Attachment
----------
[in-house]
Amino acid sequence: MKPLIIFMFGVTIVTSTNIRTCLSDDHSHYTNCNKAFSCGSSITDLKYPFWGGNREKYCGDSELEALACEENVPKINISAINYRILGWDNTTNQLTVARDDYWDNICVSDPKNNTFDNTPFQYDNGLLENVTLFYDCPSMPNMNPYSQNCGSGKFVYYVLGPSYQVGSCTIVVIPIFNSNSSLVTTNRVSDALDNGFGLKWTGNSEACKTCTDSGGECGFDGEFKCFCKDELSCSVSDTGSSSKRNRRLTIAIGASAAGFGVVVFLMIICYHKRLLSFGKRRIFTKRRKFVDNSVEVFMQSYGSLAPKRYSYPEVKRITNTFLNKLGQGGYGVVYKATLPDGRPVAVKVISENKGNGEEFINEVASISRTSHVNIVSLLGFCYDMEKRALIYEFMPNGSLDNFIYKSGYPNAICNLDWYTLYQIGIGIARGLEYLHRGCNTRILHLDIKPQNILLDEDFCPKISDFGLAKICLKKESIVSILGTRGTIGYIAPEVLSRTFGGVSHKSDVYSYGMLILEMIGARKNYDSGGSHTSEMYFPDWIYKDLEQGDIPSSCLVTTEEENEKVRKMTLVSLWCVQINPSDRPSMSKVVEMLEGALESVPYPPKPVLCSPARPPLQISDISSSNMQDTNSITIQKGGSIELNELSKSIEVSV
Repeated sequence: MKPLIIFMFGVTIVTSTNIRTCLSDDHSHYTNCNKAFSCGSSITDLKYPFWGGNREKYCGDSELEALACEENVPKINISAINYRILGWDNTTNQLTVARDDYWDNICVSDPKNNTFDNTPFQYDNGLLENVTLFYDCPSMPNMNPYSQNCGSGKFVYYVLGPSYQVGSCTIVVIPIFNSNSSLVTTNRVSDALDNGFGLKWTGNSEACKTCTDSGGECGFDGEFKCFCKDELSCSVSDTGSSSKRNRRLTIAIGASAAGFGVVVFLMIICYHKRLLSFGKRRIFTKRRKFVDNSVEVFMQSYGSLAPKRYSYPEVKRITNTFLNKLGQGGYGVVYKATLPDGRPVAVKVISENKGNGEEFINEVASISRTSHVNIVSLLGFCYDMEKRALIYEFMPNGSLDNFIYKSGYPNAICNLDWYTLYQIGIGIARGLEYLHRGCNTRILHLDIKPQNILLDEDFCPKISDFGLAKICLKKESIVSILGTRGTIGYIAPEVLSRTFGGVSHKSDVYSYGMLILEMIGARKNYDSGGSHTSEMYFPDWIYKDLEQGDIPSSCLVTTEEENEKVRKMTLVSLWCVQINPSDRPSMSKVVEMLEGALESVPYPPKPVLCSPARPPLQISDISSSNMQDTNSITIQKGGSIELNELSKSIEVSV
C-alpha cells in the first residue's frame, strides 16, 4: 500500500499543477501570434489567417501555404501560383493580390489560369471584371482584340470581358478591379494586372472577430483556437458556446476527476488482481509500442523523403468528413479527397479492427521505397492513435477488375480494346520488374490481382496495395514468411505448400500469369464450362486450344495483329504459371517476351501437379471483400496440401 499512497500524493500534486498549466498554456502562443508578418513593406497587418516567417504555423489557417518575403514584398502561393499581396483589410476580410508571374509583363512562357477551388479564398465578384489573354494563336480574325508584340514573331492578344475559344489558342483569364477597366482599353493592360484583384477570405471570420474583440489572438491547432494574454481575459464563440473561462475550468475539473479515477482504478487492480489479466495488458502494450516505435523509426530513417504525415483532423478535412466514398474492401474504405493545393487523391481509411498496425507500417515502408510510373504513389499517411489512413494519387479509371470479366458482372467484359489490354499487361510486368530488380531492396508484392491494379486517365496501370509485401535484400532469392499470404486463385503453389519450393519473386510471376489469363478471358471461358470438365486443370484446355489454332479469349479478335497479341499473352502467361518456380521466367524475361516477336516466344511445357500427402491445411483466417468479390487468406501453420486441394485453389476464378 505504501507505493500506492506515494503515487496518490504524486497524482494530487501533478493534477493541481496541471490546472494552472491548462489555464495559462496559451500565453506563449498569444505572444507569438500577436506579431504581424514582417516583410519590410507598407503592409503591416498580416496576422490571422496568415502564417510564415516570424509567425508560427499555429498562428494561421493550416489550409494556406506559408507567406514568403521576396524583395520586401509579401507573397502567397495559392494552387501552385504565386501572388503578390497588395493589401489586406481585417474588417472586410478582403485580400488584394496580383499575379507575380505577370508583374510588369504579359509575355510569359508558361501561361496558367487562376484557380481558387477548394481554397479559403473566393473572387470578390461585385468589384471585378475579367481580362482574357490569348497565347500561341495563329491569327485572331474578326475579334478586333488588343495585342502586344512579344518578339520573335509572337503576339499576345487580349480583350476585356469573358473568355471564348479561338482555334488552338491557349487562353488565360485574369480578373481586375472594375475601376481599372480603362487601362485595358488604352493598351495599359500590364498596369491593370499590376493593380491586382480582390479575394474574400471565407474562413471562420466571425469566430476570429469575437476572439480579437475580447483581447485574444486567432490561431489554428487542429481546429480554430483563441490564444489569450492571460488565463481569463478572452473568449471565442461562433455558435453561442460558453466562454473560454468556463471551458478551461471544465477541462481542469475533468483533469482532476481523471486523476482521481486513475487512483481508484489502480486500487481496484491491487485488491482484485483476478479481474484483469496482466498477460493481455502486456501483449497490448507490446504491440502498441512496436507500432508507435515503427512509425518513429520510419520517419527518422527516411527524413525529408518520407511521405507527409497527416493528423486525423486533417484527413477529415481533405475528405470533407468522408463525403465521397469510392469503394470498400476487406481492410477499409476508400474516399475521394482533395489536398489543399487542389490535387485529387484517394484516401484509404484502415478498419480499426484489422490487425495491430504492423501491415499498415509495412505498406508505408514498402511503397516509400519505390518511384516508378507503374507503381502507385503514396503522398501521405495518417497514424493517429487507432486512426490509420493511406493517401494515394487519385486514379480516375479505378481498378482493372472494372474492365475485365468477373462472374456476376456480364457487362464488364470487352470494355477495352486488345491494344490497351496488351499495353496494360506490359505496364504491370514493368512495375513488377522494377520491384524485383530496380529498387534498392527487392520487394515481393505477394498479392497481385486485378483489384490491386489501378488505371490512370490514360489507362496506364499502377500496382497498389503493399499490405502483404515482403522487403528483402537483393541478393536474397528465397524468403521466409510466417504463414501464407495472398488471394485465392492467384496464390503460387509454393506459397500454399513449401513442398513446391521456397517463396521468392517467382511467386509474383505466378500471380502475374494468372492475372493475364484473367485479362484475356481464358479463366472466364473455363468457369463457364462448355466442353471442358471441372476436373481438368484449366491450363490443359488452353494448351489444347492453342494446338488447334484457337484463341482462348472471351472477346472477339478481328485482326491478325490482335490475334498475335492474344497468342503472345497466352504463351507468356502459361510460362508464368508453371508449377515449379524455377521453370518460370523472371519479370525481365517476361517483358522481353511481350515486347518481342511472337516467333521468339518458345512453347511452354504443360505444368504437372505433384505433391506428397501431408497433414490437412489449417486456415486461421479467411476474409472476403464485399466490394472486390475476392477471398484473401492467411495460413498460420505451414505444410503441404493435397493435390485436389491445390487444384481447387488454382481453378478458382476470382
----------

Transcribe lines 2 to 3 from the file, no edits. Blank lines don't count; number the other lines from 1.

Amino acid sequence: MKPLIIFMFGVTIVTSTNIRTCLSDDHSHYTNCNKAFSCGSSITDLKYPFWGGNREKYCGDSELEALACEENVPKINISAINYRILGWDNTTNQLTVARDDYWDNICVSDPKNNTFDNTPFQYDNGLLENVTLFYDCPSMPNMNPYSQNCGSGKFVYYVLGPSYQVGSCTIVVIPIFNSNSSLVTTNRVSDALDNGFGLKWTGNSEACKTCTDSGGECGFDGEFKCFCKDELSCSVSDTGSSSKRNRRLTIAIGASAAGFGVVVFLMIICYHKRLLSFGKRRIFTKRRKFVDNSVEVFMQSYGSLAPKRYSYPEVKRITNTFLNKLGQGGYGVVYKATLPDGRPVAVKVISENKGNGEEFINEVASISRTSHVNIVSLLGFCYDMEKRALIYEFMPNGSLDNFIYKSGYPNAICNLDWYTLYQIGIGIARGLEYLHRGCNTRILHLDIKPQNILLDEDFCPKISDFGLAKICLKKESIVSILGTRGTIGYIAPEVLSRTFGGVSHKSDVYSYGMLILEMIGARKNYDSGGSHTSEMYFPDWIYKDLEQGDIPSSCLVTTEEENEKVRKMTLVSLWCVQINPSDRPSMSKVVEMLEGALESVPYPPKPVLCSPARPPLQISDISSSNMQDTNSITIQKGGSIELNELSKSIEVSV
Repeated sequence: MKPLIIFMFGVTIVTSTNIRTCLSDDHSHYTNCNKAFSCGSSITDLKYPFWGGNREKYCGDSELEALACEENVPKINISAINYRILGWDNTTNQLTVARDDYWDNICVSDPKNNTFDNTPFQYDNGLLENVTLFYDCPSMPNMNPYSQNCGSGKFVYYVLGPSYQVGSCTIVVIPIFNSNSSLVTTNRVSDALDNGFGLKWTGNSEACKTCTDSGGECGFDGEFKCFCKDELSCSVSDTGSSSKRNRRLTIAIGASAAGFGVVVFLMIICYHKRLLSFGKRRIFTKRRKFVDNSVEVFMQSYGSLAPKRYSYPEVKRITNTFLNKLGQGGYGVVYKATLPDGRPVAVKVISENKGNGEEFINEVASISRTSHVNIVSLLGFCYDMEKRALIYEFMPNGSLDNFIYKSGYPNAICNLDWYTLYQIGIGIARGLEYLHRGCNTRILHLDIKPQNILLDEDFCPKISDFGLAKICLKKESIVSILGTRGTIGYIAPEVLSRTFGGVSHKSDVYSYGMLILEMIGARKNYDSGGSHTSEMYFPDWIYKDLEQGDIPSSCLVTTEEENEKVRKMTLVSLWCVQINPSDRPSMSKVVEMLEGALESVPYPPKPVLCSPARPPLQISDISSSNMQDTNSITIQKGGSIELNELSKSIEVSV